Atopic dermatitis (AD), widely known as eczema is a chronic inflammatory skin disease that affects 2 to 17% across adult populations worldwide.
The risk factors for adult AD are complex. Some studies have reported a Mediterranean diet and fermented milk products may offer protective factors for eczema, while others have suggested that a high intake of refined grains, red meat, cured food commonly referred to as a Western diet, may increase risk of AD and inflammation.
However, the effect of processed foods in Chinese diets on AD remains unclear, “the huge differences between Chinese and Western diets make the conclusions of previous studies impossible to be well generalised,” researchers wrote in Frontiers in Nutrition.
In China, processed foods include smoked/cured/roast meat or beef, sausage, luncheon meat, as well as pickles as well pickled mustard tubers, salted vegetables, and sauce vegetables. Salt is ubiquitously used in the procedure of processing and preserving.
In this study, the consumption of pickles and processed meats one to three times per week was associated to a 35% and 44% additional risk of AD respectively.
A total of 15,062 participants comprising 3,781 rural residents, 5,111 civil servants, and 6,170 workers were recruited in this study.
Researchers used data from three cross-sectional studies. Rural residents were participants of the Hunan Rural Resident Chronic Disease Study, civil servants from the Hunan Government Employee Health Study, and automobile manufacture workers from the Dongfeng-Tongji Cohort Study.
The intakes of processed meats and pickles were collected through the food frequency questionnaire (FFQ), which was the same used across the three studies.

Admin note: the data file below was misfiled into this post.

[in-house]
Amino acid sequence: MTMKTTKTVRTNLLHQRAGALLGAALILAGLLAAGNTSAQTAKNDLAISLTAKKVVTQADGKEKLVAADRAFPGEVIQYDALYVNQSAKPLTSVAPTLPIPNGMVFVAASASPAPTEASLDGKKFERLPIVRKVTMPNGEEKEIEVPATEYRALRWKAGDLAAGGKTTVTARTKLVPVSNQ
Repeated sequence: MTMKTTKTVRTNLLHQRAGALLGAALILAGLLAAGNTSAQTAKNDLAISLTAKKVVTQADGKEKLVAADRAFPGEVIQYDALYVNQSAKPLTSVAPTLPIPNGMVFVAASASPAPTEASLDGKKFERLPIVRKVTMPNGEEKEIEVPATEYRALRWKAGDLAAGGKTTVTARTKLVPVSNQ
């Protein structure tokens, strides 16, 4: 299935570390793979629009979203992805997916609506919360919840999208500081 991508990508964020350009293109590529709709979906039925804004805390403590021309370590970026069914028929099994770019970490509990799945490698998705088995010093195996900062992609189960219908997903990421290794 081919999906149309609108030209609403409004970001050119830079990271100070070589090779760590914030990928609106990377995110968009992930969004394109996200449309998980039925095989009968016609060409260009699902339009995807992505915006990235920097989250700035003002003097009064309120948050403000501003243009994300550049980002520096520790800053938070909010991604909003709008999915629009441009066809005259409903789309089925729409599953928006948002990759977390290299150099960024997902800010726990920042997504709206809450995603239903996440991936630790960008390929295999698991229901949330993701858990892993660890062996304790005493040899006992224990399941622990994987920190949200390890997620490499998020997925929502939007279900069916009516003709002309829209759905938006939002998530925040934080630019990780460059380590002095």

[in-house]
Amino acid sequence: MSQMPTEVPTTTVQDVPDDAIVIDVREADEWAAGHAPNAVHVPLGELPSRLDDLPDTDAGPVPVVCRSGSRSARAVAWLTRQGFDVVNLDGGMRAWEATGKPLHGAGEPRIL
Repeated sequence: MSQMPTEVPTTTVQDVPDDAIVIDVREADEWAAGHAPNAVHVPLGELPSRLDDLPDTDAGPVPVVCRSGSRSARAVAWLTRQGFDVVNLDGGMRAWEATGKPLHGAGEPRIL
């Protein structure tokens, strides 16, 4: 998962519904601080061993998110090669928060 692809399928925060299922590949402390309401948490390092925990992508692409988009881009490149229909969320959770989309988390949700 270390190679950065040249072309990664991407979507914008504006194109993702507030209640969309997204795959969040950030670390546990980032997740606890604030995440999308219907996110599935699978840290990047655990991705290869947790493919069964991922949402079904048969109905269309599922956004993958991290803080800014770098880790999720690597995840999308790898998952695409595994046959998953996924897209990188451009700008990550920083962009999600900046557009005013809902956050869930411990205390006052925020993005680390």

A spot urine test was used to calculate the intake of sodium.
AD was diagnosed by certificated dermatologists during the field health examination.
Across all three studies, the prevalence of AD was highest among civil servants (6.46%), followed by workers (3.14%) and rural residents (1.59%).
The mean intake of sodium around 8.38 g/d in AD patients and 8.24 g/d in healthy controls. There was no statistical significance.
Processed meat and pickles
Findings revealed processed food as a risk factor for AD in 15,062 Chinese adults based on a pooled analysis of three cross-sectional studies.
Those who consumed pickles one to three times per week had a significantly greater risk of AD, a 33% risk, compared to those who hardly ate pickles.
Those who ate processed meats one to three times per week had a significantly 44% risk of getting AD, compared to non-consumers.
Researchers speculate that the sodium in processed foods may have an association with the risk of AD by affecting immune-related pathways.
The pathogenesis of AD is attributed to immune-related abnormalities and skin barrier impairments.
In this study, researchers think excessive sodium intake can affect the epidermal barrier microenvironment.
In addition, some observational studies report that AD patients have changes in their intestinal flora and metabolites compared to healthy people. These include a decreased abundance of Bifidobacterium, Akkermania muciniphila, and Rumenococcus gnavus, and decreased faecal short-chain fatty acids (SCFAs) and other metabolites.
“The intake of red and processed meat is also related to the decline of bifidobacteria and short-chain fatty acids (SCFAs). SCFA can promote mucus secretion, protect and maintain the intestinal mucosal barrier and the intestinal microenvironment, and the decline of SCFA such as butyrate is closely related to the risk of many diseases,” researchers said.
Hence, they think processed foods intake is associated with AD in Chinese adults, which might be related to sodium intake. However, they also highlighted that more accurate and precise methods of dietary exposure assessment were needed for further validation.
For this study, one limitation was the estimation of sodium intake based on spot urine, which tend to overestimate.
Source: Frontiers in Nutrition
“Processed Food and Atopic Dermatitis: A Pooled Analysis of Three Cross-Sectional Studies in Chinese Adults”
Authors: Yajia Li, et al.